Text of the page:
I wasn’t too far back (for a mortal) when I hit the first descent and for me I felt like I was ripping. The course has a great long descent that has you engaged and moving around on the bike trying to carry all the speed you can while avoiding the rocks that were getting displaced and changing the lines in some places lap on lap. I loved it. I felt a bit like a crap version of Danny Hart on the downs and an asthmatic Dyson vacuum cleaner on the ups. This was going to be one tough race.
After the puncture disasters of Italy last year where I was using tyres that were just too light with the thought that lighter is faster, I opted for some much heavier carcasses and a bit more volume which not only felt better on the rocky ground, but they didn’t puncture. So, does that mean heavier is actually faster? Or should I just get faster at running?
Having checked the weather, (not something I normally do) we were scheduled for the skies to open, the wind to pick up through the early hours of the morning and continue the deluge to the finish. Being a creature of the night (night shift worker) it is usually my strong suit. So, I hatched a plan prior to the race of looking after myself through the day in order to push hard, mentally prepared for the onslaught through the night. Put on a spare change of clothes around dawn, fill the stomach with a bacon sarnie then see where I was. Relentless 24 always claims a lot of casualties in the early hours. With the fast start and horrific conditions I was expecting that the night would claim a few victims. I don’t blame them to be honest and my brain was certainly saying STOP for a little while, however much like the crew room moaning at work I was able to drown it out.
Before the night I was running in 5th in my age category, which is my normal kind of position really and it is a little infuriating to have been stuck there for a few years. All efforts were to be made to change this and push through the night with as many roll throughs as I could manage while still fuelling properly. I made ground steadily and worked myself up to second! Holy crap. I was a lap down on first and being chased hard from behind by David Carr (Rotor). This man has real grit! He didn’t give up until he crossed the line. I felt like I was being hunted. Kudos sir.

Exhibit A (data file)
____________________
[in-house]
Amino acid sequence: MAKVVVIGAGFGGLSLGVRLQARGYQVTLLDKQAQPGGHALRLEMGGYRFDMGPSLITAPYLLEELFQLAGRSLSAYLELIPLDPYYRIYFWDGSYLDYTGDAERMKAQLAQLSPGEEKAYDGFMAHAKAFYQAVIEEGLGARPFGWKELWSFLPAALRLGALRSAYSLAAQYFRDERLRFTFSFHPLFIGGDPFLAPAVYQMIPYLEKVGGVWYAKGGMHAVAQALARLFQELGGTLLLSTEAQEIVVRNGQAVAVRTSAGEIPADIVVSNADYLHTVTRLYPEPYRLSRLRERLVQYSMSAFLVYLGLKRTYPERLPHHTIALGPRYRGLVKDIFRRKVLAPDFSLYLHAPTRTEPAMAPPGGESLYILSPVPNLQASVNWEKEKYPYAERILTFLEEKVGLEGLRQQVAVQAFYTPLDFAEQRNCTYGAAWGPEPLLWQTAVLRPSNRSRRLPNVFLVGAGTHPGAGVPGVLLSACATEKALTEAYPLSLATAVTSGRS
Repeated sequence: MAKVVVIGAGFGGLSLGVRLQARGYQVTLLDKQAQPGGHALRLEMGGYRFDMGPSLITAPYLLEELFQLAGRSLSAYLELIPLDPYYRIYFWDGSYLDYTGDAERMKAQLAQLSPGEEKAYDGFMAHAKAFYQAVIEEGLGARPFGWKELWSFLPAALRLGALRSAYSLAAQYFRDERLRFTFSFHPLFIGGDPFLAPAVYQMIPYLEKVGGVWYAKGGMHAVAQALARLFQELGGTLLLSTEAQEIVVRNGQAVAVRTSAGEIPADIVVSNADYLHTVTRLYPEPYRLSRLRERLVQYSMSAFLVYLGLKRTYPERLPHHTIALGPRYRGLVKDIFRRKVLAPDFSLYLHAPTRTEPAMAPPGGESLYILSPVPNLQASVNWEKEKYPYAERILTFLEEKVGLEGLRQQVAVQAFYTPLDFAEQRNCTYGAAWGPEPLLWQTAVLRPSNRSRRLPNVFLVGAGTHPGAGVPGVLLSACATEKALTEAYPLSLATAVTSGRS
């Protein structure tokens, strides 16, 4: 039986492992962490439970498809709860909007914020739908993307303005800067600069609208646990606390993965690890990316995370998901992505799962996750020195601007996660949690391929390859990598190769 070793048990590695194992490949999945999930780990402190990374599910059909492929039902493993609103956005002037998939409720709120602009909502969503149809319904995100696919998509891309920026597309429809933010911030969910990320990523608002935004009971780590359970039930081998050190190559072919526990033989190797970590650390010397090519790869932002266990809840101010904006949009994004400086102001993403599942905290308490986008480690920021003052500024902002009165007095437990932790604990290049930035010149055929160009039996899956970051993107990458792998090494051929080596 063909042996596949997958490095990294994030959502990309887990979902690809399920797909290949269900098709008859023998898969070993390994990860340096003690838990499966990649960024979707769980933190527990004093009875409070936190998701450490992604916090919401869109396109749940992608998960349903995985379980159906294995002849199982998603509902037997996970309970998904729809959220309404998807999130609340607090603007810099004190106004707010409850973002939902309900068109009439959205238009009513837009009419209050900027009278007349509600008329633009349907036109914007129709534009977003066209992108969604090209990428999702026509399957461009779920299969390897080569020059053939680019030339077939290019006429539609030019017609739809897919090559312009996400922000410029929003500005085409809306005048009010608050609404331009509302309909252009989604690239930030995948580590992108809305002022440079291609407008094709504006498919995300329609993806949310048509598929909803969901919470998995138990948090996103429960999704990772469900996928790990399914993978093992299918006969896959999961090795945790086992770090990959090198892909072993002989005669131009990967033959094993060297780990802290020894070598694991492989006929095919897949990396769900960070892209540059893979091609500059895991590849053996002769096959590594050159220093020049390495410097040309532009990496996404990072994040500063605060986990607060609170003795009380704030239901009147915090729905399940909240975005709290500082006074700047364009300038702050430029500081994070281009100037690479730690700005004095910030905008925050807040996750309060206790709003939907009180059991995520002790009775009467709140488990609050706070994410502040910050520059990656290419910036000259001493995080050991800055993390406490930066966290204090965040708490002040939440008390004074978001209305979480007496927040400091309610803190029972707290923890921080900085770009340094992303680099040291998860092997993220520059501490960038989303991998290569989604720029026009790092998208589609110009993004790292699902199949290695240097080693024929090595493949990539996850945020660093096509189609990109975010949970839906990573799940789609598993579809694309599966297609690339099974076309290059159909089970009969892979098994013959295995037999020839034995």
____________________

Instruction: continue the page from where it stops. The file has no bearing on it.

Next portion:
The night delivered the bad weather in spades. One corner at the top of the course you could wheelie and the wind would blow you round the 90-degree corner and it was strong enough that you didn’t have to pedal for 30 metres or so. With the addition of rain, it was 2 things. 1. What I was expecting. 2. Like a fairy tale “GRIMM!”
I stuck my first set of clothes out for as long as I could thinking it would be a few changes by race end. A glove change in the early hours before a long change and waterproof trousers at dawn to combat the tired cold fatigue. My medical brain sticks to the premise of less calories are required to ride if you can stay warm when you’re tired. This may be rubbish but it seems to work for me.
I crossed the line 2nd in my age category and 21st overall. Which with the shocking build up I had, I’m pretty proud of to be honest. Little old me had his best finish yet and his first WEMBO podium. Next year will see me take a break from WEMBO as I will be having a crack at some ultra endurance events. Although I have just checked the dates for Relentless 24 and it looks like it fits in so it’s going to be hard not to go back to my favourite 24hr course.
A big thank you to all the wonderful people that have helped me out. Thank you to my wife Sally for your endless patience. Jon at E3 Coaching for putting up with me, Team JMC, Torq Fitness, Chelmer Cycles, Trekitt Mountain Sports and PT Cycles you are all awesome! And to everyone with the snippets of advice throughout the year. I am very lucky to get the level of help that I get. Cycling has surrounded me with the most incredible people, friendly, helpful and driven. Yes and thank you to the old folks who turned up to support me and ended up pitting for a good friend.